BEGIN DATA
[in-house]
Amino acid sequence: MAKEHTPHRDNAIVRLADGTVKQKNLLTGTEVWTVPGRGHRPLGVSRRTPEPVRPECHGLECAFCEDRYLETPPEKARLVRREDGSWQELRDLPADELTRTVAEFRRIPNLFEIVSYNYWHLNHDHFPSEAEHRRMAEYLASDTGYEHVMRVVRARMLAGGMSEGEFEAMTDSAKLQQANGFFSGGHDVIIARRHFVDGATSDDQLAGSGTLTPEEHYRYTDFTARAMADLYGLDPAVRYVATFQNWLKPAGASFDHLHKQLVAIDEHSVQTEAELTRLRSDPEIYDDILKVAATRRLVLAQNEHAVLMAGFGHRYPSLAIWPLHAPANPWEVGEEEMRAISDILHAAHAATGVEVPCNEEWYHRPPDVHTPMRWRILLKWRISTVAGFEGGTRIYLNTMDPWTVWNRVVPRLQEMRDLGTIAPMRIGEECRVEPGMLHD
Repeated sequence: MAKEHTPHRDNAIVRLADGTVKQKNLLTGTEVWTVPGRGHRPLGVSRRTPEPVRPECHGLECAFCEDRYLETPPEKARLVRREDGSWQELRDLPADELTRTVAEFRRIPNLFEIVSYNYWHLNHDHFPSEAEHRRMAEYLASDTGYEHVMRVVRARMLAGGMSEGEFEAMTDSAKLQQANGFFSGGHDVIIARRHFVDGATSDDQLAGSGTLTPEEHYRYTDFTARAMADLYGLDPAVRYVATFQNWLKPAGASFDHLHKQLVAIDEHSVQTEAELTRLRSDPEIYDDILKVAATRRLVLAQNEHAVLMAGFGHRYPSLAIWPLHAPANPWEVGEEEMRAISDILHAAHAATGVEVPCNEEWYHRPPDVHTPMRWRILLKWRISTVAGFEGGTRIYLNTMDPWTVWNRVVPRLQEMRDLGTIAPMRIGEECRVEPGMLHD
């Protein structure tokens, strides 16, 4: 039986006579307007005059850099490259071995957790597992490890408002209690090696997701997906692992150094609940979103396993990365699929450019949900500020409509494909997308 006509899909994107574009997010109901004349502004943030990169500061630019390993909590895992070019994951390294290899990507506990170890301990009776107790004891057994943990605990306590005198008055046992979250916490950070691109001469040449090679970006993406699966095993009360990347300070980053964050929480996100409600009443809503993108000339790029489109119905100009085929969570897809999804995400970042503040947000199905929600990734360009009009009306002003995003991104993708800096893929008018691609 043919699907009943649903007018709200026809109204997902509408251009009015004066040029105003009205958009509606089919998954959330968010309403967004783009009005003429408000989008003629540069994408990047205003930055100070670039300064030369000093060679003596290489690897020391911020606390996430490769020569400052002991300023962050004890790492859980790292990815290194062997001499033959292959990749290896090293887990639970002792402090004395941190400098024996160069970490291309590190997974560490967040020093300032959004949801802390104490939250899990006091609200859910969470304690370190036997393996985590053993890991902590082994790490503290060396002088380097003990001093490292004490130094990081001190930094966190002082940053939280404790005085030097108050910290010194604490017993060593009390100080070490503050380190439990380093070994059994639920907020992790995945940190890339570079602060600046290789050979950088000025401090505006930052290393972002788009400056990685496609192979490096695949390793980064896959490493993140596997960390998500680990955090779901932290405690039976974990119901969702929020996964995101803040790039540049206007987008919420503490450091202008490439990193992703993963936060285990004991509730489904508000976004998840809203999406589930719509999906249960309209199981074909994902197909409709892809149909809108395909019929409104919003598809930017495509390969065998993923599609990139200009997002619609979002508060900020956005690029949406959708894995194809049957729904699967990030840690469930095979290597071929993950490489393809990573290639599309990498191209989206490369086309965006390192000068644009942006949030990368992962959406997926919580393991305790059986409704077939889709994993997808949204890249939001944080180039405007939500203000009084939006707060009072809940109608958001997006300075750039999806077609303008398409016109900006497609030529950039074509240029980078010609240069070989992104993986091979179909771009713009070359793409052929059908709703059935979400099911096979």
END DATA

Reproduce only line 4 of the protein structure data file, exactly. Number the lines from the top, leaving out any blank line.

């Protein structure tokens, strides 16, 4: 039986006579307007005059850099490259071995957790597992490890408002209690090696997701997906692992150094609940979103396993990365699929450019949900500020409509494909997308 006509899909994107574009997010109901004349502004943030990169500061630019390993909590895992070019994951390294290899990507506990170890301990009776107790004891057994943990605990306590005198008055046992979250916490950070691109001469040449090679970006993406699966095993009360990347300070980053964050929480996100409600009443809503993108000339790029489109119905100009085929969570897809999804995400970042503040947000199905929600990734360009009009009306002003995003991104993708800096893929008018691609 043919699907009943649903007018709200026809109204997902509408251009009015004066040029105003009205958009509606089919998954959330968010309403967004783009009005003429408000989008003629540069994408990047205003930055100070670039300064030369000093060679003596290489690897020391911020606390996430490769020569400052002991300023962050004890790492859980790292990815290194062997001499033959292959990749290896090293887990639970002792402090004395941190400098024996160069970490291309590190997974560490967040020093300032959004949801802390104490939250899990006091609200859910969470304690370190036997393996985590053993890991902590082994790490503290060396002088380097003990001093490292004490130094990081001190930094966190002082940053939280404790005085030097108050910290010194604490017993060593009390100080070490503050380190439990380093070994059994639920907020992790995945940190890339570079602060600046290789050979950088000025401090505006930052290393972002788009400056990685496609192979490096695949390793980064896959490493993140596997960390998500680990955090779901932290405690039976974990119901969702929020996964995101803040790039540049206007987008919420503490450091202008490439990193992703993963936060285990004991509730489904508000976004998840809203999406589930719509999906249960309209199981074909994902197909409709892809149909809108395909019929409104919003598809930017495509390969065998993923599609990139200009997002619609979002508060900020956005690029949406959708894995194809049957729904699967990030840690469930095979290597071929993950490489393809990573290639599309990498191209989206490369086309965006390192000068644009942006949030990368992962959406997926919580393991305790059986409704077939889709994993997808949204890249939001944080180039405007939500203000009084939006707060009072809940109608958001997006300075750039999806077609303008398409016109900006497609030529950039074509240029980078010609240069070989992104993986091979179909771009713009070359793409052929059908709703059935979400099911096979």